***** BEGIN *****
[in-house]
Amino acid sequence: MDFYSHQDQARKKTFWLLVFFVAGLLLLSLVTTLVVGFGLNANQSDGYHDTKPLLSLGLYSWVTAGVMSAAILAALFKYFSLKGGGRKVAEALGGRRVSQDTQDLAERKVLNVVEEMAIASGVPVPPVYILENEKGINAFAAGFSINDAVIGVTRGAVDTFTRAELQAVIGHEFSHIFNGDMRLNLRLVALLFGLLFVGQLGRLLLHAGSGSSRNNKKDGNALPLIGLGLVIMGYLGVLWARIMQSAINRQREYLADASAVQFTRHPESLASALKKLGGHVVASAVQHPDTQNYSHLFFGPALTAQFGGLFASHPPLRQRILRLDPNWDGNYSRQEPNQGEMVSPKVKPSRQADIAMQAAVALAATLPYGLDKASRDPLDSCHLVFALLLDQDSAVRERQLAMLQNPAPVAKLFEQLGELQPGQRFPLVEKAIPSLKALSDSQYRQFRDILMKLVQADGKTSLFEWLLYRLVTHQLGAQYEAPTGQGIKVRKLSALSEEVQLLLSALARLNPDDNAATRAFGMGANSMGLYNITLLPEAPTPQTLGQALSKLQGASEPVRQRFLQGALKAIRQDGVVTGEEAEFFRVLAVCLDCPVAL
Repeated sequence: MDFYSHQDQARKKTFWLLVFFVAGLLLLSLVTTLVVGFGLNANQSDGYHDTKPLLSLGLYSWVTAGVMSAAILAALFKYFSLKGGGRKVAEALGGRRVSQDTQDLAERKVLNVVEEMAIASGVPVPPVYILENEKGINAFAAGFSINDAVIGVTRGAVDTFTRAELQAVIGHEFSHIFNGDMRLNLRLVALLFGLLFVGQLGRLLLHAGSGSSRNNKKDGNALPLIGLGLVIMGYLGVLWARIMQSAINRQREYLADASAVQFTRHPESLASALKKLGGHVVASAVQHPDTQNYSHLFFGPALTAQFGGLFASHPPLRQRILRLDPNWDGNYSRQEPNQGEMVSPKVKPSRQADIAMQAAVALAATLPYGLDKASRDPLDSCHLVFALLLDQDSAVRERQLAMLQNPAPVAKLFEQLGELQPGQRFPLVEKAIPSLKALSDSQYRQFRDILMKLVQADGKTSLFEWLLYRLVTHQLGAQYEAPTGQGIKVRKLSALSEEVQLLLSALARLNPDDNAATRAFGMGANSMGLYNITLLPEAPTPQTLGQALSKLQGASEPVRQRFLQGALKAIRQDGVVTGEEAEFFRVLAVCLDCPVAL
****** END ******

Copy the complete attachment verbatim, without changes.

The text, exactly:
[in-house]
Amino acid sequence: MDFYSHQDQARKKTFWLLVFFVAGLLLLSLVTTLVVGFGLNANQSDGYHDTKPLLSLGLYSWVTAGVMSAAILAALFKYFSLKGGGRKVAEALGGRRVSQDTQDLAERKVLNVVEEMAIASGVPVPPVYILENEKGINAFAAGFSINDAVIGVTRGAVDTFTRAELQAVIGHEFSHIFNGDMRLNLRLVALLFGLLFVGQLGRLLLHAGSGSSRNNKKDGNALPLIGLGLVIMGYLGVLWARIMQSAINRQREYLADASAVQFTRHPESLASALKKLGGHVVASAVQHPDTQNYSHLFFGPALTAQFGGLFASHPPLRQRILRLDPNWDGNYSRQEPNQGEMVSPKVKPSRQADIAMQAAVALAATLPYGLDKASRDPLDSCHLVFALLLDQDSAVRERQLAMLQNPAPVAKLFEQLGELQPGQRFPLVEKAIPSLKALSDSQYRQFRDILMKLVQADGKTSLFEWLLYRLVTHQLGAQYEAPTGQGIKVRKLSALSEEVQLLLSALARLNPDDNAATRAFGMGANSMGLYNITLLPEAPTPQTLGQALSKLQGASEPVRQRFLQGALKAIRQDGVVTGEEAEFFRVLAVCLDCPVAL
Repeated sequence: MDFYSHQDQARKKTFWLLVFFVAGLLLLSLVTTLVVGFGLNANQSDGYHDTKPLLSLGLYSWVTAGVMSAAILAALFKYFSLKGGGRKVAEALGGRRVSQDTQDLAERKVLNVVEEMAIASGVPVPPVYILENEKGINAFAAGFSINDAVIGVTRGAVDTFTRAELQAVIGHEFSHIFNGDMRLNLRLVALLFGLLFVGQLGRLLLHAGSGSSRNNKKDGNALPLIGLGLVIMGYLGVLWARIMQSAINRQREYLADASAVQFTRHPESLASALKKLGGHVVASAVQHPDTQNYSHLFFGPALTAQFGGLFASHPPLRQRILRLDPNWDGNYSRQEPNQGEMVSPKVKPSRQADIAMQAAVALAATLPYGLDKASRDPLDSCHLVFALLLDQDSAVRERQLAMLQNPAPVAKLFEQLGELQPGQRFPLVEKAIPSLKALSDSQYRQFRDILMKLVQADGKTSLFEWLLYRLVTHQLGAQYEAPTGQGIKVRKLSALSEEVQLLLSALARLNPDDNAATRAFGMGANSMGLYNITLLPEAPTPQTLGQALSKLQGASEPVRQRFLQGALKAIRQDGVVTGEEAEFFRVLAVCLDCPVAL